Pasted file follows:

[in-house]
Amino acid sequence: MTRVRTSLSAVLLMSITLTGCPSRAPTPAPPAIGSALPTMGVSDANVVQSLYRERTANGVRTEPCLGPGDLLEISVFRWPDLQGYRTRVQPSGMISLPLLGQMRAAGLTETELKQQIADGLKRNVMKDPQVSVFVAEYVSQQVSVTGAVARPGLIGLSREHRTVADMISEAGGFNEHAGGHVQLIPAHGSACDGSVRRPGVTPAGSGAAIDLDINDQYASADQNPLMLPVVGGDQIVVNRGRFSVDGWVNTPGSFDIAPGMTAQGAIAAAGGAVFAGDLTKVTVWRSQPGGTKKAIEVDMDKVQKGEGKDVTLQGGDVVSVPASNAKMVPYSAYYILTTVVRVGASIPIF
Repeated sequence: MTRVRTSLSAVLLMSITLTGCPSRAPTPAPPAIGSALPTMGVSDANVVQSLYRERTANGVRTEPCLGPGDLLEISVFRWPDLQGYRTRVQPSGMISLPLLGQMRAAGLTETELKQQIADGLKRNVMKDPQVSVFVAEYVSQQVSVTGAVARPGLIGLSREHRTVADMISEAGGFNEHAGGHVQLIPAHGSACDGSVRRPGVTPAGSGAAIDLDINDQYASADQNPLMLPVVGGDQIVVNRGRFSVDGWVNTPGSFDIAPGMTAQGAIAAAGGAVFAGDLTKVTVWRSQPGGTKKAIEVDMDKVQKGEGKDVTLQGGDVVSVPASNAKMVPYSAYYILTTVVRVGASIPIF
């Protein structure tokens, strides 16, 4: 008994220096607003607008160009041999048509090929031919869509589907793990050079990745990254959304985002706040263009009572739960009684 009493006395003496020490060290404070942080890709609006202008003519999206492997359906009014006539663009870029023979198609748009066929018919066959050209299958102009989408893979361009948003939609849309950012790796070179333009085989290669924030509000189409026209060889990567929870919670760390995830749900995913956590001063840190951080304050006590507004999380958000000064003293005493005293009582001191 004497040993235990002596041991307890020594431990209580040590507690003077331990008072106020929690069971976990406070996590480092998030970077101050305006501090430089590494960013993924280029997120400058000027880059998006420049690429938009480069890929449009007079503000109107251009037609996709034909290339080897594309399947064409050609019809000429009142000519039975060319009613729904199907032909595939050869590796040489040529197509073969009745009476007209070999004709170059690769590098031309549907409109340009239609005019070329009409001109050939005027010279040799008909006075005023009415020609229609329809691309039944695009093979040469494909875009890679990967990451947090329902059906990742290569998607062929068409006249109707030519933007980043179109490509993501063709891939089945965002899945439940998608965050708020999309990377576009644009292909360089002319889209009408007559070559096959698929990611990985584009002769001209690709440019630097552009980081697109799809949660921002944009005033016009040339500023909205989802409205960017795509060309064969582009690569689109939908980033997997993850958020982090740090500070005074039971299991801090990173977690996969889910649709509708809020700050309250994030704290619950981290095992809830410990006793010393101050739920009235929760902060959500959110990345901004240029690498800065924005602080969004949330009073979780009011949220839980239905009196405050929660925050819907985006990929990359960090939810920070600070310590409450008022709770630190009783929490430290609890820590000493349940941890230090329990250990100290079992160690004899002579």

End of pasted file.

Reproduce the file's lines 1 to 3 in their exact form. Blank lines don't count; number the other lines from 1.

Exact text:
[in-house]
Amino acid sequence: MTRVRTSLSAVLLMSITLTGCPSRAPTPAPPAIGSALPTMGVSDANVVQSLYRERTANGVRTEPCLGPGDLLEISVFRWPDLQGYRTRVQPSGMISLPLLGQMRAAGLTETELKQQIADGLKRNVMKDPQVSVFVAEYVSQQVSVTGAVARPGLIGLSREHRTVADMISEAGGFNEHAGGHVQLIPAHGSACDGSVRRPGVTPAGSGAAIDLDINDQYASADQNPLMLPVVGGDQIVVNRGRFSVDGWVNTPGSFDIAPGMTAQGAIAAAGGAVFAGDLTKVTVWRSQPGGTKKAIEVDMDKVQKGEGKDVTLQGGDVVSVPASNAKMVPYSAYYILTTVVRVGASIPIF
Repeated sequence: MTRVRTSLSAVLLMSITLTGCPSRAPTPAPPAIGSALPTMGVSDANVVQSLYRERTANGVRTEPCLGPGDLLEISVFRWPDLQGYRTRVQPSGMISLPLLGQMRAAGLTETELKQQIADGLKRNVMKDPQVSVFVAEYVSQQVSVTGAVARPGLIGLSREHRTVADMISEAGGFNEHAGGHVQLIPAHGSACDGSVRRPGVTPAGSGAAIDLDINDQYASADQNPLMLPVVGGDQIVVNRGRFSVDGWVNTPGSFDIAPGMTAQGAIAAAGGAVFAGDLTKVTVWRSQPGGTKKAIEVDMDKVQKGEGKDVTLQGGDVVSVPASNAKMVPYSAYYILTTVVRVGASIPIF